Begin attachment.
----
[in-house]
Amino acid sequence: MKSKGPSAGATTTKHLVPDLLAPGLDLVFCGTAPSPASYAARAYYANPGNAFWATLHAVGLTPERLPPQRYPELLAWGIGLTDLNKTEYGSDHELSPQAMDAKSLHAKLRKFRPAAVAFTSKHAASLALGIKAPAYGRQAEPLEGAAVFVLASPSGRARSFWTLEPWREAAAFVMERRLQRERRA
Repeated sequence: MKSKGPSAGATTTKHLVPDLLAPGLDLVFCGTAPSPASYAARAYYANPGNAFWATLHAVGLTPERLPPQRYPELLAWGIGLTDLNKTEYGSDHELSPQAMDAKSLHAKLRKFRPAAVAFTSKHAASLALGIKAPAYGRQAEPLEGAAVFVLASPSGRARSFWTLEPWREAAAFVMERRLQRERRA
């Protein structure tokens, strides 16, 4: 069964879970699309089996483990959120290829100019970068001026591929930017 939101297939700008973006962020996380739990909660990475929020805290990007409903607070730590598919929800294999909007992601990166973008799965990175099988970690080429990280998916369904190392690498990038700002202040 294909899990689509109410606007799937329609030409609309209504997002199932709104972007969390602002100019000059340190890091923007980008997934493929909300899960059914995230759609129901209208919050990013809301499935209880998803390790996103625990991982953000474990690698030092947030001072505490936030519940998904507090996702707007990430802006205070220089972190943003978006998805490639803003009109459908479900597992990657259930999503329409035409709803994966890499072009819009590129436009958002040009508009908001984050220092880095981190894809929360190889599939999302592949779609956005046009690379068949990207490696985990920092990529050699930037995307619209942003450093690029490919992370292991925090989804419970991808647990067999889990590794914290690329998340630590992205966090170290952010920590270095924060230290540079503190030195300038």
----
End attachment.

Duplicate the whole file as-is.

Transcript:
[in-house]
Amino acid sequence: MKSKGPSAGATTTKHLVPDLLAPGLDLVFCGTAPSPASYAARAYYANPGNAFWATLHAVGLTPERLPPQRYPELLAWGIGLTDLNKTEYGSDHELSPQAMDAKSLHAKLRKFRPAAVAFTSKHAASLALGIKAPAYGRQAEPLEGAAVFVLASPSGRARSFWTLEPWREAAAFVMERRLQRERRA
Repeated sequence: MKSKGPSAGATTTKHLVPDLLAPGLDLVFCGTAPSPASYAARAYYANPGNAFWATLHAVGLTPERLPPQRYPELLAWGIGLTDLNKTEYGSDHELSPQAMDAKSLHAKLRKFRPAAVAFTSKHAASLALGIKAPAYGRQAEPLEGAAVFVLASPSGRARSFWTLEPWREAAAFVMERRLQRERRA
């Protein structure tokens, strides 16, 4: 069964879970699309089996483990959120290829100019970068001026591929930017 939101297939700008973006962020996380739990909660990475929020805290990007409903607070730590598919929800294999909007992601990166973008799965990175099988970690080429990280998916369904190392690498990038700002202040 294909899990689509109410606007799937329609030409609309209504997002199932709104972007969390602002100019000059340190890091923007980008997934493929909300899960059914995230759609129901209208919050990013809301499935209880998803390790996103625990991982953000474990690698030092947030001072505490936030519940998904507090996702707007990430802006205070220089972190943003978006998805490639803003009109459908479900597992990657259930999503329409035409709803994966890499072009819009590129436009958002040009508009908001984050220092880095981190894809929360190889599939999302592949779609956005046009690379068949990207490696985990920092990529050699930037995307619209942003450093690029490919992370292991925090989804419970991808647990067999889990590794914290690329998340630590992205966090170290952010920590270095924060230290540079503190030195300038």